Beth is a 54-year-old woman who applied for life insurance. She was diagnosed with high blood pressure at the age of 51.
For the past three years, she’s worked on changing her lifestyle. Her diet improved, and she started exercising every day.
She also began taking blood pressure medication. During this time, she stayed in close contact with her doctor, who keeps her medical records updated.
She was approved at a Preferred rating class.
The Okay Outcome
Jacob was diagnosed with high blood pressure at 55, and applied for life insurance at 56.
After diagnosis, his doctor prescribed him high blood pressure medication. While Jacob does take his medication as prescribed, he didn’t change his eating habits or begin an exercise routine.
As a result, his follow-up results were relatively inconsistent.
When he applied for life insurance, he was approved for a Standard rate.
The Poor Outcome
George applied for life insurance at the age of 46. He figured his young age would help him secure a low premium.
Unfortunately, he was wrong.
The medical exam during his application revealed he had high blood pressure: 185/100.
Even worse, he hadn’t seen a doctor in nine years!
There was no indication he was prepared to take measures to lower his blood pressure, so the insurance company rated him as a high risk candidate.
When they discovered he also had diabetes, it was more than the underwriter was able to consider.
As a result, his application was denied.
George would be left to look at a guaranteed issue policy.
NOTE: if your health improves, you can always reapply for life insurance at a better rate. However, there’s no better time than today to have at least some coverage.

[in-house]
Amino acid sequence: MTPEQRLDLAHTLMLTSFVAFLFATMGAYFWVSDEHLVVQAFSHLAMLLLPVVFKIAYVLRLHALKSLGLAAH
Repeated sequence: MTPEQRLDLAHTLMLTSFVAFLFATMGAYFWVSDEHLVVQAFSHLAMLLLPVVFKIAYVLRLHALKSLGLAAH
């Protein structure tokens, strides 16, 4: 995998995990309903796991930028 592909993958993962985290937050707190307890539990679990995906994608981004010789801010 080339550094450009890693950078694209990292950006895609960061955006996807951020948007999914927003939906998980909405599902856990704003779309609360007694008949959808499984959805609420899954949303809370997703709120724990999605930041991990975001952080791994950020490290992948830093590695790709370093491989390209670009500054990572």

Buy a little coverage now, just in case, and revisit the situation once a year to secure more affordable coverage.
Here’s exactly what you need to do in order to purchase the best life insurance policy you could qualify for:
Collaborate with an independent life insurance agent. You’ll want someone who has your best interest at heart, and is not held captive to a particular life insurance company. This way, you’ll receive multiple quotes from multiple carriers.
Prepare Ahead of Time
Be ready to communicate details about your high blood pressure and health history, in general. Have your physicians’ contact information on-hand. By preparing for the application and exam, you increase your chances of securing better rates.
Focus Your Efforts
Focus on getting a policy at a premium you can afford. Then, shift your focus to improving the class rating. You can do this with improved lab results or other proof of better control. Most companies allow you to re-evaluate yearly.
Even if you have high blood pressure, you can still have superb quality life insurance with affordable premiums.
With assistance from your agent and doctor, as well as a personal commitment to stay healthy, you can obtain a policy which will provide for your family.